Zerfass I talk to my members a lot—I try to be a good listener, and even the most casual conversation helps me shape events like cooking classes, special functions and a la carte menus. I make each cooking class interactive with members, prepping two items that I will prepare for a tasting, such as Butternut Squash Bisque, Seared Sea Scallops and Chicken Milanese. I like to be visible and interactive with the members, and always solicit opinions.
Executive Chef, Lehigh Country Club, Allentown, Pa. (2015-Present)
• Executive Chef, Northampton Country Club, Easton, Pa. (2007-2015)
• Executive Chef, Saucon Valley Country Club, Bethlehem, Pa. (1999-2006)
Education and Professional Achievements:
• Completed Continuing Education Courses at Culinary Institute of America, Hyde Park, N.Y., in Nutrition, Restaurant Management and Chef Certification
• Attended Club + Resort Business Chef to Chef Conference, 2012-2019
• Lehigh Valley ACF Chapter Chefs Association Chef of the Year, 1994
• Wood Company (Sodexo) Outstanding Chef, 1990
BBQ Shrimp and Fried Green Tomato
2 ea. U12 wild shrimp 1 ea. fried green tomato, 3/8 Inch
1 oz. pimento cheese spread 1 tbsp. candied bacon crumble 1.5 ozs. Southern BBQ sauce 2 tbsp. lemon aioli 1 cup baby frisee 1 tsp. lemon vinaigrette salt and pepper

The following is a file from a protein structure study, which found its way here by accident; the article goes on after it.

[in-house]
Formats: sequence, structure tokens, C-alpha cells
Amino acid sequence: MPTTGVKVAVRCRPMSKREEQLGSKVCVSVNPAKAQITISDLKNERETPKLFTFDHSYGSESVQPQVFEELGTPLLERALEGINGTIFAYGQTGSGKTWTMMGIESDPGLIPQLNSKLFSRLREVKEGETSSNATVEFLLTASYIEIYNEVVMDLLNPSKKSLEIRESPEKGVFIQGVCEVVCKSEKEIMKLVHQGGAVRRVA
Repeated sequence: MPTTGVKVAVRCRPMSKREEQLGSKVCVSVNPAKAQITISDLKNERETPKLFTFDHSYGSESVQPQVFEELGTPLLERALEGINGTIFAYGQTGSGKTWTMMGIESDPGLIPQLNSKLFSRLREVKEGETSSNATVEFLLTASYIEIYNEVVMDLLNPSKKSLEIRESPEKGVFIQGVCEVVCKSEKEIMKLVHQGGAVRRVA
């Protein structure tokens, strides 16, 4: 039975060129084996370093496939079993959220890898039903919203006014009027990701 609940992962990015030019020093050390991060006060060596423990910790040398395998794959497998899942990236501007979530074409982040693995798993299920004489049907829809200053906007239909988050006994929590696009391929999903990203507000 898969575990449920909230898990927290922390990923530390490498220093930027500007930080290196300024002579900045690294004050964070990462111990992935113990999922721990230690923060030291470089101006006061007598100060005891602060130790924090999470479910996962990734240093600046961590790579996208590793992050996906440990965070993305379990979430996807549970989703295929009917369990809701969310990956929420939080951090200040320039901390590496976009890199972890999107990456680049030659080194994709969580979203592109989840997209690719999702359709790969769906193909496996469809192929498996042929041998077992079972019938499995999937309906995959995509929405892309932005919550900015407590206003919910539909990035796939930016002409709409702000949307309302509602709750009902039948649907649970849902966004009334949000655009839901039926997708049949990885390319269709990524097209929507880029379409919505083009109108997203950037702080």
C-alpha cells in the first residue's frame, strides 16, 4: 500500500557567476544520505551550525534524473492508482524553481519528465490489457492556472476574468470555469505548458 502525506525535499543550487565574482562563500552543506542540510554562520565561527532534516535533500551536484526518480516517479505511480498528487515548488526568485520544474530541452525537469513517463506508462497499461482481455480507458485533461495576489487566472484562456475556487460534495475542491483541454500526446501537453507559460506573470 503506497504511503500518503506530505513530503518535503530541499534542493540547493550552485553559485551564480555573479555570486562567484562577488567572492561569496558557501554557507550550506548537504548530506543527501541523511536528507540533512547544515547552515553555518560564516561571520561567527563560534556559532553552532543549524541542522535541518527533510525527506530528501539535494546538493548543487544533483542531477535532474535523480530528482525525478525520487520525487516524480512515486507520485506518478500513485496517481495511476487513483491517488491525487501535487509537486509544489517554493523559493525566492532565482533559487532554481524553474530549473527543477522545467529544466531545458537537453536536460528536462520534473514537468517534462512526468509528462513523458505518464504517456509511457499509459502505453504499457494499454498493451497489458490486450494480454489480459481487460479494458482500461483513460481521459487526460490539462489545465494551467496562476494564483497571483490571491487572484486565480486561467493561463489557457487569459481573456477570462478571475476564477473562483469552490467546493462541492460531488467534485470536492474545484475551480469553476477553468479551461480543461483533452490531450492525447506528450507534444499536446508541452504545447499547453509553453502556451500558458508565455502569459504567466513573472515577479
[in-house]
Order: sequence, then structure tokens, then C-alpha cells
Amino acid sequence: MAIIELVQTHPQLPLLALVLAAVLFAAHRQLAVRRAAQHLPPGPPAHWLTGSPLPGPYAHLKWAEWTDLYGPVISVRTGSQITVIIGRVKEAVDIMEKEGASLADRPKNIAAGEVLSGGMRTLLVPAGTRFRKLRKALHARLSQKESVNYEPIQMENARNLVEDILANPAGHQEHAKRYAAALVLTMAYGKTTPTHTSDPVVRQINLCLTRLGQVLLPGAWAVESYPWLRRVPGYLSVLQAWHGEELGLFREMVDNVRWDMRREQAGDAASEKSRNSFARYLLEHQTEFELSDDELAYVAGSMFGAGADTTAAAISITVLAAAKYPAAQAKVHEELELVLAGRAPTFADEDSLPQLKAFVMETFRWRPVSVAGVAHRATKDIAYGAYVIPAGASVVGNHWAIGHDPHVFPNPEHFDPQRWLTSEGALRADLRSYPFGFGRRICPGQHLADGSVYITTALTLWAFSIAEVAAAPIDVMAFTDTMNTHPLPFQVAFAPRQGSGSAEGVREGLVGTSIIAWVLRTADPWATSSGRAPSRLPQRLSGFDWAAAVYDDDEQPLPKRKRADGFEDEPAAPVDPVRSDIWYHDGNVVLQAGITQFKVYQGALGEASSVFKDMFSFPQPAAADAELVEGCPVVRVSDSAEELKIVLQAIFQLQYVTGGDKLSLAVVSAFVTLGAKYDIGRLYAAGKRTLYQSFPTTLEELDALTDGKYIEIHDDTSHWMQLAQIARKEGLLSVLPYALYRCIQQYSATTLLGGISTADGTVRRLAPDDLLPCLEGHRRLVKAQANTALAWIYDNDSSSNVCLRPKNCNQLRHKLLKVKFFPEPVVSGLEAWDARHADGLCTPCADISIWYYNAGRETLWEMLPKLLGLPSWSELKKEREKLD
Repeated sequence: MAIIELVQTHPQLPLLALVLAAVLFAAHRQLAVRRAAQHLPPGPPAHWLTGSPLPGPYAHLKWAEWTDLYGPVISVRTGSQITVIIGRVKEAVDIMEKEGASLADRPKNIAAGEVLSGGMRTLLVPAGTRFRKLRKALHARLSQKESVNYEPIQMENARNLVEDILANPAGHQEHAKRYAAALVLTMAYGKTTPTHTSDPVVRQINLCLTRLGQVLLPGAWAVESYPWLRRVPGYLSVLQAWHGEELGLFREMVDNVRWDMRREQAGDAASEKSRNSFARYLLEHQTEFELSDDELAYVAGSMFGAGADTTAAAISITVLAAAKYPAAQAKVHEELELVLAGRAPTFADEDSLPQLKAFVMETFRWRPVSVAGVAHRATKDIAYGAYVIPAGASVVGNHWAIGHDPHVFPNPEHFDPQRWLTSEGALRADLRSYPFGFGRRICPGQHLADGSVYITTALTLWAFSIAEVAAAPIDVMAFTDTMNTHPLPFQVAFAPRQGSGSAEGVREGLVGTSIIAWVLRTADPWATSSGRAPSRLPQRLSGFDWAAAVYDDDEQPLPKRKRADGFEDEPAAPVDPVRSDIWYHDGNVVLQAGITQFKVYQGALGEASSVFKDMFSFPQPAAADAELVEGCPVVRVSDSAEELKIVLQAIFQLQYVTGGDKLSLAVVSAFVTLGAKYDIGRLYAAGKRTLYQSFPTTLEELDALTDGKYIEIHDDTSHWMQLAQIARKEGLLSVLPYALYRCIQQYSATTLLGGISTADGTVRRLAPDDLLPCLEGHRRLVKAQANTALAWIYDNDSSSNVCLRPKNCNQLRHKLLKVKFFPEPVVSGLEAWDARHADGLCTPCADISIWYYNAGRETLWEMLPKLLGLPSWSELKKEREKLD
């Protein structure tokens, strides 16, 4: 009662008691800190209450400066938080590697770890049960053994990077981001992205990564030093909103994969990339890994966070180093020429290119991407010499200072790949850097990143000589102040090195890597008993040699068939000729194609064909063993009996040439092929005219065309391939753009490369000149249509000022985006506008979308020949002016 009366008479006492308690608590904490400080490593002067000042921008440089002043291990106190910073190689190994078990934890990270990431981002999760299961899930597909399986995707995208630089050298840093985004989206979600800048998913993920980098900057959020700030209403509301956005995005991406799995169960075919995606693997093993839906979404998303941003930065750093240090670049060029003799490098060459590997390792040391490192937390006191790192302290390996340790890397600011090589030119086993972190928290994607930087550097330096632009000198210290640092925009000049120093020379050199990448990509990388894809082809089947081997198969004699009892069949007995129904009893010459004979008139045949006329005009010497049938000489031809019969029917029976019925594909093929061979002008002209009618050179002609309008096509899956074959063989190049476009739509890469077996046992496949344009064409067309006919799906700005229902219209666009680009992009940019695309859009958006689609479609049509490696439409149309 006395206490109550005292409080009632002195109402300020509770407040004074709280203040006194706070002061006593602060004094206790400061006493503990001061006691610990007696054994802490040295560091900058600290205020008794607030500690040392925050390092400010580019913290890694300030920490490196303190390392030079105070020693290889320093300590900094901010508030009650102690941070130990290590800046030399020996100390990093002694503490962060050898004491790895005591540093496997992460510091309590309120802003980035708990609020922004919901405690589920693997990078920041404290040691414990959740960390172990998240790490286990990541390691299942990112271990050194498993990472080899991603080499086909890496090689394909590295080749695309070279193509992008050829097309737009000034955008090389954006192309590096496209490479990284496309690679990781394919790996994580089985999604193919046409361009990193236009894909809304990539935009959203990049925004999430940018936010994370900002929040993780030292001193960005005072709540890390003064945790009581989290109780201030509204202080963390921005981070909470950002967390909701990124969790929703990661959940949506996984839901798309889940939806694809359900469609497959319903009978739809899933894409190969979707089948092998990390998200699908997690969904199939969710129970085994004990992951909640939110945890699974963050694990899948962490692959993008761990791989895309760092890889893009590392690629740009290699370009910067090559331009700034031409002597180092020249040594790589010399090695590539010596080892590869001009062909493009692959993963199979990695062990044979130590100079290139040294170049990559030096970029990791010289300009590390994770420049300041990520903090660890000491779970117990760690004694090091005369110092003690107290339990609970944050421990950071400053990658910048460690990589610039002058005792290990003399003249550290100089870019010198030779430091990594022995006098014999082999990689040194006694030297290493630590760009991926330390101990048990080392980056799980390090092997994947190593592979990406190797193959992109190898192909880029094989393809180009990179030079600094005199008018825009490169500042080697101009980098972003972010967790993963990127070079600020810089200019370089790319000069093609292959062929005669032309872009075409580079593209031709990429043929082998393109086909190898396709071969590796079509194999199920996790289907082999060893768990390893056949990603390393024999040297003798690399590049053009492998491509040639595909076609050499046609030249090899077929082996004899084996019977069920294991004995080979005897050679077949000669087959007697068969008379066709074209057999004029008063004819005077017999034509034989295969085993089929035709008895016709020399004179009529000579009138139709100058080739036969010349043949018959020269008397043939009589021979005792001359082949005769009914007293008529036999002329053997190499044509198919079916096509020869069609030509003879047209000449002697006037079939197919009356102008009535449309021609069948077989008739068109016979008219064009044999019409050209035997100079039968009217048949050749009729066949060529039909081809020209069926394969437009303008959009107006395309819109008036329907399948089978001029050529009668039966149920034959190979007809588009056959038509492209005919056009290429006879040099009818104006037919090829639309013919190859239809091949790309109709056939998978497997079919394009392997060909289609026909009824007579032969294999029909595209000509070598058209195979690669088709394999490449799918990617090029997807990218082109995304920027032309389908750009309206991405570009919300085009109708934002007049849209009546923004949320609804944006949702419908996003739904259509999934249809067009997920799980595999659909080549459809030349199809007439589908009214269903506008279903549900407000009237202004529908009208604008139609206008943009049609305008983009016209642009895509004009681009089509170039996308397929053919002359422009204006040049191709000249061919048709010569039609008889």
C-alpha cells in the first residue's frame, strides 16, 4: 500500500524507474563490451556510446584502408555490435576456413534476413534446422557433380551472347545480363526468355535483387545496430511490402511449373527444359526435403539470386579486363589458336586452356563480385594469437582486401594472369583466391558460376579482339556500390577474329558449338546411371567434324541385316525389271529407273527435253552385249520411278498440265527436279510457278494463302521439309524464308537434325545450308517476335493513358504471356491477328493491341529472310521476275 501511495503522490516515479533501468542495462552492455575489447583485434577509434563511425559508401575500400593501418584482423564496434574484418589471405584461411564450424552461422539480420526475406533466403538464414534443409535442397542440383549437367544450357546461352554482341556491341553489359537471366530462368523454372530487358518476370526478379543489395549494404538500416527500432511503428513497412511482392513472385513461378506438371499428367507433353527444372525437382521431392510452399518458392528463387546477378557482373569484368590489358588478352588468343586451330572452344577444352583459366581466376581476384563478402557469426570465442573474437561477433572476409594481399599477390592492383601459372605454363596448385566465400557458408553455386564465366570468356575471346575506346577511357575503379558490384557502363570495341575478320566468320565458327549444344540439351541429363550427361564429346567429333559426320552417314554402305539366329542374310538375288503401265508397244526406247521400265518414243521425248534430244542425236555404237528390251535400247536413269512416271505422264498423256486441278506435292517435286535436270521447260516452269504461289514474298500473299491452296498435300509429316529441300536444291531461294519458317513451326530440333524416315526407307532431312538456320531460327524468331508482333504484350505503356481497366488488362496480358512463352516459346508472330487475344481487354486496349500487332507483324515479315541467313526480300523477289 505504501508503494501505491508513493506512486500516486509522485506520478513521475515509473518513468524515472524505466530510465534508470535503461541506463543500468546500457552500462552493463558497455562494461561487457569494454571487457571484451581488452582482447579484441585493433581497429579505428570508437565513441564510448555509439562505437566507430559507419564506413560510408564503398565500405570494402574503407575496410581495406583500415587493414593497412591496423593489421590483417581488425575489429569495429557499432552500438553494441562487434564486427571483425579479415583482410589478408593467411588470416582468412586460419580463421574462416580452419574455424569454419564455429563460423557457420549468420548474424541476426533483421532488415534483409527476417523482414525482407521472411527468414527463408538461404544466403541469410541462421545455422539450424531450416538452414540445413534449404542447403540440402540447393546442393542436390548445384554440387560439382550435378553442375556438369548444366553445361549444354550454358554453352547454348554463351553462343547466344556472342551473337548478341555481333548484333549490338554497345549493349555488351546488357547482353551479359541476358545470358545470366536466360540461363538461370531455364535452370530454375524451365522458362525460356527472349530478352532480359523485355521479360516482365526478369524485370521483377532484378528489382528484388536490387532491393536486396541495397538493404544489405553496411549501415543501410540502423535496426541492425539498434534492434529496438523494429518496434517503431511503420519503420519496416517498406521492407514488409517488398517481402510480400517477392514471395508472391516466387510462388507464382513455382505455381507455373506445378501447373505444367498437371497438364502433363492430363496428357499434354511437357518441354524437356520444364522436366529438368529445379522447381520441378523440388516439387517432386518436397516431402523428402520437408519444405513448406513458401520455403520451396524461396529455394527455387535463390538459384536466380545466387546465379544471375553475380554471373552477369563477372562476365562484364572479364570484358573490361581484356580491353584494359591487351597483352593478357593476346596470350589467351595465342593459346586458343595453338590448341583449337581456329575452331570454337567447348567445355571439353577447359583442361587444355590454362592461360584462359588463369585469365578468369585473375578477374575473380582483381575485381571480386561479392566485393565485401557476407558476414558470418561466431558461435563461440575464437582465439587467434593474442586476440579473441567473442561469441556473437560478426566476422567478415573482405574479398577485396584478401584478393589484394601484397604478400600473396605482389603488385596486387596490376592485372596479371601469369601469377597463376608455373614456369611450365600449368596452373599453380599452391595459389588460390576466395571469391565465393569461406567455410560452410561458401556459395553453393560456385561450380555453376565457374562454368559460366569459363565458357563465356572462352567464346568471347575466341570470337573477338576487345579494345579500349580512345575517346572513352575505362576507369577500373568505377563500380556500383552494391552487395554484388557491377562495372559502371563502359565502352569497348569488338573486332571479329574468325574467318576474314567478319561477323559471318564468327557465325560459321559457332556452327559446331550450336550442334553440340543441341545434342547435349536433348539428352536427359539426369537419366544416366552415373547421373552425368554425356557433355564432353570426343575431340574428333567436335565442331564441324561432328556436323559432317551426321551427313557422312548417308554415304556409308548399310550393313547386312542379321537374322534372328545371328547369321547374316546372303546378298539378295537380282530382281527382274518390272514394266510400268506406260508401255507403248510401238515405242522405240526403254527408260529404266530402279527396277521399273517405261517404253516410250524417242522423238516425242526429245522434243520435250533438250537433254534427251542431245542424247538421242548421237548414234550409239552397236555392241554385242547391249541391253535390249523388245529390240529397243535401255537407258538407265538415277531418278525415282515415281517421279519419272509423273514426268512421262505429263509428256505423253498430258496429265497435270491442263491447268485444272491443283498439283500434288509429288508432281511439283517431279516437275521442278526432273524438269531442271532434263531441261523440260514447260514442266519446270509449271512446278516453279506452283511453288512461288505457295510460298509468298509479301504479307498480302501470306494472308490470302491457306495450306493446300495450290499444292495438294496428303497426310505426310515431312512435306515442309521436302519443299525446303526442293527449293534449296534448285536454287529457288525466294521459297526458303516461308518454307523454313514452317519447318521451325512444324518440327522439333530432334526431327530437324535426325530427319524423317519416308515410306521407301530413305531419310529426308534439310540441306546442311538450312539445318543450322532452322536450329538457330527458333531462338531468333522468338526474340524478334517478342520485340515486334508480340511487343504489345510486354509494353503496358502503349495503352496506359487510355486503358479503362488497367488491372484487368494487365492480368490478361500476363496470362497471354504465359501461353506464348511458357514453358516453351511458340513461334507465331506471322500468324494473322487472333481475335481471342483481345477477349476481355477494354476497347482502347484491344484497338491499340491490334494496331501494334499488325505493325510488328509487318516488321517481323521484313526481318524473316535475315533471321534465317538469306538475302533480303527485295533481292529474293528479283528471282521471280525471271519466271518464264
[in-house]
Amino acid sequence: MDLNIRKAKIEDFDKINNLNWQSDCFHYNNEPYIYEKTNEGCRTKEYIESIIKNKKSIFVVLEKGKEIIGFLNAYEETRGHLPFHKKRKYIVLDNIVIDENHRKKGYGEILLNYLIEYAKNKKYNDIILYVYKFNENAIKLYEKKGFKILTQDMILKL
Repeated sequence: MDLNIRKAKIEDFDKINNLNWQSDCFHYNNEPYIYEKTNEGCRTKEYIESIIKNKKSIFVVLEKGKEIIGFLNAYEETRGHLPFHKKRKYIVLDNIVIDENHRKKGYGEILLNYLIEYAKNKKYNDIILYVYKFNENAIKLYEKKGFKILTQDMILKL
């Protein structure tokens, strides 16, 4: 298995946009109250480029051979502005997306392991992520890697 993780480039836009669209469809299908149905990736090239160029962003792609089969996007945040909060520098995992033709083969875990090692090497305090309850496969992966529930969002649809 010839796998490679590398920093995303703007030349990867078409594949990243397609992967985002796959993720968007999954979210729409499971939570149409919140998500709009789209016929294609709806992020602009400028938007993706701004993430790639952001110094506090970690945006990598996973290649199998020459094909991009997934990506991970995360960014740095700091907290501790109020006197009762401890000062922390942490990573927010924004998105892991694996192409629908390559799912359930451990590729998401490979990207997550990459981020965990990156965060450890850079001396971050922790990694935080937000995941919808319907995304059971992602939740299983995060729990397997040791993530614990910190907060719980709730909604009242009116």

1) Coat green tomato with buttermilk eggwash, Dredge in cornmeal flour and pan-fry until golden brown.
2) Char-grill shrimp and toss in BBQ sauce.
3) Smear aioli in center of plate and place tomato in center. Top with quenelle of cheese and shrimp.
4) Season frisee with salt and pepper, Dress with vinaigrette and place atop shrimp
5) Sprinkle with candied crumbled bacon.
6 ozs. trimmed and trussed venison loin
1 tbsp. fennel coriander spiced rub (see step one below)
½ cup vanilla bean and celery root puree (see step two below)
2 tbsp. cranberry pancetta gremolata
1.5 ozs. orange cranberry gastrique
1) Make spice rub (fennel seed, coriander, peppercorn and sea salt).
2) Make celery root puree (celery root, russet potato and vanilla bean heavy cream).
3) Crust venison with spice rub, Pan-sear, baste until rare and let rest.
4) Spoon and quenelle the celery root puree on center of plate.
5) Slice venison and arrange on plate.
6) Dress venison with gastrique and drizzle plate.
7) Top with gremolata (Italian parsley, toasted pepita, lemon zest, rendered pancetta and dried cranberry).